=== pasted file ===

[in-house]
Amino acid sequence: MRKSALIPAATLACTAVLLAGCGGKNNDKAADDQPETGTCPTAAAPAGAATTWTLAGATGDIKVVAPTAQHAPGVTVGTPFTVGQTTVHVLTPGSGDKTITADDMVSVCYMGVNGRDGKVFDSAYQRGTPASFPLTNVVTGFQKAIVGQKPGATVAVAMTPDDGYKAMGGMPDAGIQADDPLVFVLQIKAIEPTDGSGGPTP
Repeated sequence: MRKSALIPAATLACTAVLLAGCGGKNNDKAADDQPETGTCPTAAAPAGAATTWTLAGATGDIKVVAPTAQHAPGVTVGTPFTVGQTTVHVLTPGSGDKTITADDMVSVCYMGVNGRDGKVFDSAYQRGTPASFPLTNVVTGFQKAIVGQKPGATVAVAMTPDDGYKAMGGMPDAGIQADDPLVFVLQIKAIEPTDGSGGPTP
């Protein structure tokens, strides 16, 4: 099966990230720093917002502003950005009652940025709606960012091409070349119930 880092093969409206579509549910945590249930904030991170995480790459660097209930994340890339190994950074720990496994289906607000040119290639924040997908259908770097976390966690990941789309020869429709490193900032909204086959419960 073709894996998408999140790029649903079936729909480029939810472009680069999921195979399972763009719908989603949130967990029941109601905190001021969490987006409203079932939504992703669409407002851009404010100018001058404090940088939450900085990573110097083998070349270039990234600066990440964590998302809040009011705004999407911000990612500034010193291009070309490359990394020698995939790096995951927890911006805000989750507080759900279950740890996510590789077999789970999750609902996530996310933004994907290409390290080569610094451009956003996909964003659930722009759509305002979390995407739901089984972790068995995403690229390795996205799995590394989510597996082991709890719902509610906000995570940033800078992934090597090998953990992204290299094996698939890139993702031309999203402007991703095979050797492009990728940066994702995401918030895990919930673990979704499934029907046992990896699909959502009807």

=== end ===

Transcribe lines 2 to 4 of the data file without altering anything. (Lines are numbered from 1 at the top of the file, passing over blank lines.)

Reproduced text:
Amino acid sequence: MRKSALIPAATLACTAVLLAGCGGKNNDKAADDQPETGTCPTAAAPAGAATTWTLAGATGDIKVVAPTAQHAPGVTVGTPFTVGQTTVHVLTPGSGDKTITADDMVSVCYMGVNGRDGKVFDSAYQRGTPASFPLTNVVTGFQKAIVGQKPGATVAVAMTPDDGYKAMGGMPDAGIQADDPLVFVLQIKAIEPTDGSGGPTP
Repeated sequence: MRKSALIPAATLACTAVLLAGCGGKNNDKAADDQPETGTCPTAAAPAGAATTWTLAGATGDIKVVAPTAQHAPGVTVGTPFTVGQTTVHVLTPGSGDKTITADDMVSVCYMGVNGRDGKVFDSAYQRGTPASFPLTNVVTGFQKAIVGQKPGATVAVAMTPDDGYKAMGGMPDAGIQADDPLVFVLQIKAIEPTDGSGGPTP
């Protein structure tokens, strides 16, 4: 099966990230720093917002502003950005009652940025709606960012091409070349119930 880092093969409206579509549910945590249930904030991170995480790459660097209930994340890339190994950074720990496994289906607000040119290639924040997908259908770097976390966690990941789309020869429709490193900032909204086959419960 073709894996998408999140790029649903079936729909480029939810472009680069999921195979399972763009719908989603949130967990029941109601905190001021969490987006409203079932939504992703669409407002851009404010100018001058404090940088939450900085990573110097083998070349270039990234600066990440964590998302809040009011705004999407911000990612500034010193291009070309490359990394020698995939790096995951927890911006805000989750507080759900279950740890996510590789077999789970999750609902996530996310933004994907290409390290080569610094451009956003996909964003659930722009759509305002979390995407739901089984972790068995995403690229390795996205799995590394989510597996082991709890719902509610906000995570940033800078992934090597090998953990992204290299094996698939890139993702031309999203402007991703095979050797492009990728940066994702995401918030895990919930673990979704499934029907046992990896699909959502009807």